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Insider Takes: State Department CIO on Workforce, Patching

The IT leader at a key state department talked to Industry Insider — California about cybersecurity topics that are likely central for many technology executives.

A helicopter dropping water in a fire for the California National Guard in 2014.
Members of the California National Guard assist in fighting a wildland blaze in this 2014 photograph.
This story is limited to Industry Insider — California members.
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The chief information officer at the California Military Department (CMD), the state agency that includes the California Army National Guard, the California Air National Guard, the California State Guard and youth and community programs, talked about cybersecurity initiatives and best practices recently with Industry Insider — California and offered takeaways on patching, an ongoing practice at so many organizations.

Jared W. Snow is CMD’s chief information officer, a position he has held for just more than two years, since November 2020. A 21-year-plus member of the Army National Guard, he is currently an operations officer; his previous roles include company commander and special projects officer.

Snow has a bachelor’s degree in organizational management with an emphasis on project management from Ashford University, and an MBA in project management and leadership from Liberty University. His doctoral dissertation for his Doctor of Business Administration in leadership and management at George Fox University is titled “Exploring the Relationship Between Domestic Violence and Workplace Violence.” He has a High Performance Leadership Certificate and an Executive Leadership Certificate, both from Cornell University; he is also a Lean Six Sigma Green Belt.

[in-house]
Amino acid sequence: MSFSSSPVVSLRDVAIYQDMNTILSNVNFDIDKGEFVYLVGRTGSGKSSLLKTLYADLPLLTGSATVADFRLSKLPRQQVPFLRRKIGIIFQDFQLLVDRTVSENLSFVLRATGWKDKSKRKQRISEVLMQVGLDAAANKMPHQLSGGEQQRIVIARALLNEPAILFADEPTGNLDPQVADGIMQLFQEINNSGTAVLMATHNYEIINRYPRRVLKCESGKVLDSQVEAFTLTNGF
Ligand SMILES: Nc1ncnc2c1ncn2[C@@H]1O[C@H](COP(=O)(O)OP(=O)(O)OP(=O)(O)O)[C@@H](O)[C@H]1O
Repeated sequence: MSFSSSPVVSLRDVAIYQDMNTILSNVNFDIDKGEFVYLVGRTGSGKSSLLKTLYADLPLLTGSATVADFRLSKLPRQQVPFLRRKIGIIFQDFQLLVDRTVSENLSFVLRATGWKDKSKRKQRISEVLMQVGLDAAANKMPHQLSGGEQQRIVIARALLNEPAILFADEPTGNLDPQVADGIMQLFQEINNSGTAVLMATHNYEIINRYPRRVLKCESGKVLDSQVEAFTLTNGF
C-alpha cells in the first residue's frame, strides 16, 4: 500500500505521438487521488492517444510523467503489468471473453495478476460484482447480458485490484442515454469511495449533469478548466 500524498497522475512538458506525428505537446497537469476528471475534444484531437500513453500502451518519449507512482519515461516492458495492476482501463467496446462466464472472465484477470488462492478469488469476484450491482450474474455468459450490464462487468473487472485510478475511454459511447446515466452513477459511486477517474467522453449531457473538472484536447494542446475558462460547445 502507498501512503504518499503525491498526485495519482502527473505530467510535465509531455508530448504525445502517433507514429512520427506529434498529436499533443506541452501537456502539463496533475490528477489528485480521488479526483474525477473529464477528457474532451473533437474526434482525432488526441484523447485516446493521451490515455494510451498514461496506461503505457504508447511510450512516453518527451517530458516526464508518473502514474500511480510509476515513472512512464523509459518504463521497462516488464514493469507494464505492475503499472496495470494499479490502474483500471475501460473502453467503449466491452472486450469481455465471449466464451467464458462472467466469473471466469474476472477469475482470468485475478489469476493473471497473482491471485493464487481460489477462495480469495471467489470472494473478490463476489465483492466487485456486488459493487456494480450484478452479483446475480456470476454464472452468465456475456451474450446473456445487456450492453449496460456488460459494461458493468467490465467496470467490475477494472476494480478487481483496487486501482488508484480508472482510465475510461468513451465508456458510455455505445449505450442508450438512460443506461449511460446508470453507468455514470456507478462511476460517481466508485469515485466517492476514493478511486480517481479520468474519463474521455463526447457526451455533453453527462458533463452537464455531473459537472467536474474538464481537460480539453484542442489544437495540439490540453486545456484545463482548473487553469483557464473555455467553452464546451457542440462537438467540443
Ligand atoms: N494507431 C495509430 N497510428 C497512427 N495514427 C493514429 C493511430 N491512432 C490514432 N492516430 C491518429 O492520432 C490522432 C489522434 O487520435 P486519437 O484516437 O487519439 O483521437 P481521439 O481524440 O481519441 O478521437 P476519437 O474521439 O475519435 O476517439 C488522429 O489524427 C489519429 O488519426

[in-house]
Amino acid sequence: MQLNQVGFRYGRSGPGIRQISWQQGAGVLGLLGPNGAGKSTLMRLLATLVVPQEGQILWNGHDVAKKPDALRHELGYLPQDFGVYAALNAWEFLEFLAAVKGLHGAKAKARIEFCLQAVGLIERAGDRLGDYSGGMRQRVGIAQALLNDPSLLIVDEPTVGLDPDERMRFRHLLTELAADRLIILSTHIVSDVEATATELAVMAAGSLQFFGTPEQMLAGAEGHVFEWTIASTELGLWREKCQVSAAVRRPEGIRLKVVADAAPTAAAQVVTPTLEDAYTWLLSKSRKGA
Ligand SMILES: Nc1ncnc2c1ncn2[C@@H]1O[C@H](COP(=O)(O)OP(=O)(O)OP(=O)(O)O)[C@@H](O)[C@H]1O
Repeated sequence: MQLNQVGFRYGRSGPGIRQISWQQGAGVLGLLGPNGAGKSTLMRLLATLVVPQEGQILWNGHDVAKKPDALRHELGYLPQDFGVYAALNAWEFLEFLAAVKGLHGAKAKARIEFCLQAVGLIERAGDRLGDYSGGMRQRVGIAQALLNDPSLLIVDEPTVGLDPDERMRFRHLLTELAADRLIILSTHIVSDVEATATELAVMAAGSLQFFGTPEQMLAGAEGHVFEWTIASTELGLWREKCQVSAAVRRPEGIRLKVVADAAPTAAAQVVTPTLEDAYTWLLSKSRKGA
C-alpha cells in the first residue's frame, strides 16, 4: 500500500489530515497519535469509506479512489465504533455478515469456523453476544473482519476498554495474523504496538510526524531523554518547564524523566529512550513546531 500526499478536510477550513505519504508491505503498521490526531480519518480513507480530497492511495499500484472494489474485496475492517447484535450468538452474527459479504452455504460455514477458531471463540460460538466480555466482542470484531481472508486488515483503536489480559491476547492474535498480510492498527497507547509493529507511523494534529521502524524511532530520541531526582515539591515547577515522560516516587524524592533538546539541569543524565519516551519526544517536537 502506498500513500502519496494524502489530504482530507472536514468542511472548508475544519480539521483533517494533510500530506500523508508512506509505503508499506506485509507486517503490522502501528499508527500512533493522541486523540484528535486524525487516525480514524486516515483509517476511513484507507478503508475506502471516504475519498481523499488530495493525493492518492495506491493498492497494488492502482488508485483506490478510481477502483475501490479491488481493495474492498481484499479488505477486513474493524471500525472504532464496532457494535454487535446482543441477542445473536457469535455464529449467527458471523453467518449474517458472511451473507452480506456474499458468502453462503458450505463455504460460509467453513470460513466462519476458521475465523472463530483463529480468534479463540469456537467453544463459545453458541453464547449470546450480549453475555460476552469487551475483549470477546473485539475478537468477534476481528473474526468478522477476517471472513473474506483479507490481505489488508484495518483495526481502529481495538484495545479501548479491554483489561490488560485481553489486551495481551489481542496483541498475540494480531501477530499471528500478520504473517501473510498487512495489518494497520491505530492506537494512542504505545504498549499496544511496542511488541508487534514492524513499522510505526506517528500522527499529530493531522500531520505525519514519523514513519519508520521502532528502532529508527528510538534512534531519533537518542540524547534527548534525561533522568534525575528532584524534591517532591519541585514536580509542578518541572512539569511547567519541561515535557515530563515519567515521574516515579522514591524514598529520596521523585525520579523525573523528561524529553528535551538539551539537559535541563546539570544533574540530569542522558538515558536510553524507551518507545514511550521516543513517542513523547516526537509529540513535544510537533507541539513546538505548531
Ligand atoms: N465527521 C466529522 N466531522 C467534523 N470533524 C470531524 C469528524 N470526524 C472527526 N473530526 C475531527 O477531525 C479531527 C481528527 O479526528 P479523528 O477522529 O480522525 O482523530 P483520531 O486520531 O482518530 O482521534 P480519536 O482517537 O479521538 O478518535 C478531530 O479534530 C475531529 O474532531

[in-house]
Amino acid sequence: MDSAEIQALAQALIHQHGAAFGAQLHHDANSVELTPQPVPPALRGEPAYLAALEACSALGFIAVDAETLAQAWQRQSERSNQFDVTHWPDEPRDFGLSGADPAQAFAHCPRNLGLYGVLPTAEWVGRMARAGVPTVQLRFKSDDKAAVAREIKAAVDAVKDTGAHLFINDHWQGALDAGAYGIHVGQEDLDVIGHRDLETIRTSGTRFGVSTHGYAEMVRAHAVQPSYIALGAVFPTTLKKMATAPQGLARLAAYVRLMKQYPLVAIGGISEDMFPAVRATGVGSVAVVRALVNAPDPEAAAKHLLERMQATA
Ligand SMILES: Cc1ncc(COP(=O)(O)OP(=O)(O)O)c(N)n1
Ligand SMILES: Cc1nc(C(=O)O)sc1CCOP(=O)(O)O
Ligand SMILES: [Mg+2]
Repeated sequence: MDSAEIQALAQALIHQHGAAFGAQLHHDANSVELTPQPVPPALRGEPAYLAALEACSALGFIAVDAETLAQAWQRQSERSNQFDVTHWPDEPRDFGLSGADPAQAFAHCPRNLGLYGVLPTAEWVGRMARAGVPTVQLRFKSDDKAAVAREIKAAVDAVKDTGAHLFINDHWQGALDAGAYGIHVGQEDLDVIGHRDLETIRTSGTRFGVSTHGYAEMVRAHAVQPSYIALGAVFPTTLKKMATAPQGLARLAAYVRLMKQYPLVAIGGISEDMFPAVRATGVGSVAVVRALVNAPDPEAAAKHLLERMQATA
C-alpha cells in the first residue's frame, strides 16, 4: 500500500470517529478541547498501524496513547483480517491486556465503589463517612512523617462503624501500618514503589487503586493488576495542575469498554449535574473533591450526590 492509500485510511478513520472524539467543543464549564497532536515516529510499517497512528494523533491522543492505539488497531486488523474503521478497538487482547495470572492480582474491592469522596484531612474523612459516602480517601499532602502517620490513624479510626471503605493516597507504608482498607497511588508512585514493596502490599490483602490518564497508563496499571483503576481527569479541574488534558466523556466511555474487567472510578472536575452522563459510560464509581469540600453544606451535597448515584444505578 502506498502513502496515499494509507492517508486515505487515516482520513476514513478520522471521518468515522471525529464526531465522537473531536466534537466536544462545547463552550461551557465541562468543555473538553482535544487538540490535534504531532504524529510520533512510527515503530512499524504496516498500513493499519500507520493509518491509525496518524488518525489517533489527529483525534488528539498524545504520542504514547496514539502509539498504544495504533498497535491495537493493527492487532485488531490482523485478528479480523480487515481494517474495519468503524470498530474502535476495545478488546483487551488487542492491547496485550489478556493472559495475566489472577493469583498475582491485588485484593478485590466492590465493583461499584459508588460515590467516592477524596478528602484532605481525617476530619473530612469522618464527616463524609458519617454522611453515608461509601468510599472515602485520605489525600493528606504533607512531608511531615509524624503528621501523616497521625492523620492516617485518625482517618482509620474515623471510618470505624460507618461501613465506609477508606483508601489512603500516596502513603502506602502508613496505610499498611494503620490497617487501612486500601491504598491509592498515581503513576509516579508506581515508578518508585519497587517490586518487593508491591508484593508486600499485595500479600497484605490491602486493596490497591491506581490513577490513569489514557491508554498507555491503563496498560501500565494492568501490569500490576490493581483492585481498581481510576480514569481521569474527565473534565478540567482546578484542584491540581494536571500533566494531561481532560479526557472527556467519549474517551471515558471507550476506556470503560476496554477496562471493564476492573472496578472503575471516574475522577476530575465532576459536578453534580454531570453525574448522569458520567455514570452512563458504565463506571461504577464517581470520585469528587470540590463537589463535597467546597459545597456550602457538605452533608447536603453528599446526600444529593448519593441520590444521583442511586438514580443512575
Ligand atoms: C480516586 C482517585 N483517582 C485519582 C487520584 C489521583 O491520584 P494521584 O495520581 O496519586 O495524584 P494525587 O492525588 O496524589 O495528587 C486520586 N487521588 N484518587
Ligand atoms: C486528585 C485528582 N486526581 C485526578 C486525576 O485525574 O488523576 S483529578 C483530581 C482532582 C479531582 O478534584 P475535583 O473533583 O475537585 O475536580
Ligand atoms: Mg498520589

In a video interview with Industry Insider on Oct. 20 at the California Cybersecurity Education Summit, Snow said the upcoming IT or cybersecurity project or initiative he’s most excited about in 2023 is building and reinforcing infrastructure statewide, including applications, hardware — and people.

“As most state agencies and departments as well as the federal government have experienced, hiring the right person for the right job at the right time in the right place is a struggle, and so really focusing that effort on getting that right person in is key to our success,” Snow said.

Assessment and timing are crucial to patching, the CIO said, indicating it’s vital when patches are needed to ascertain whether they’ll solve issues — or create “follow-on problems” to be resolved. Staffers and executives play important roles in patching as well. People, Snow said, “are the issue and the solution” where patching is concerned, and education about patching is essential across all levels of the organization.

In September, Snow took part in Industry Insider’s One-on-One interview series; find that conversation here.
Theo Douglas is Assistant Managing Editor of Industry Insider — California.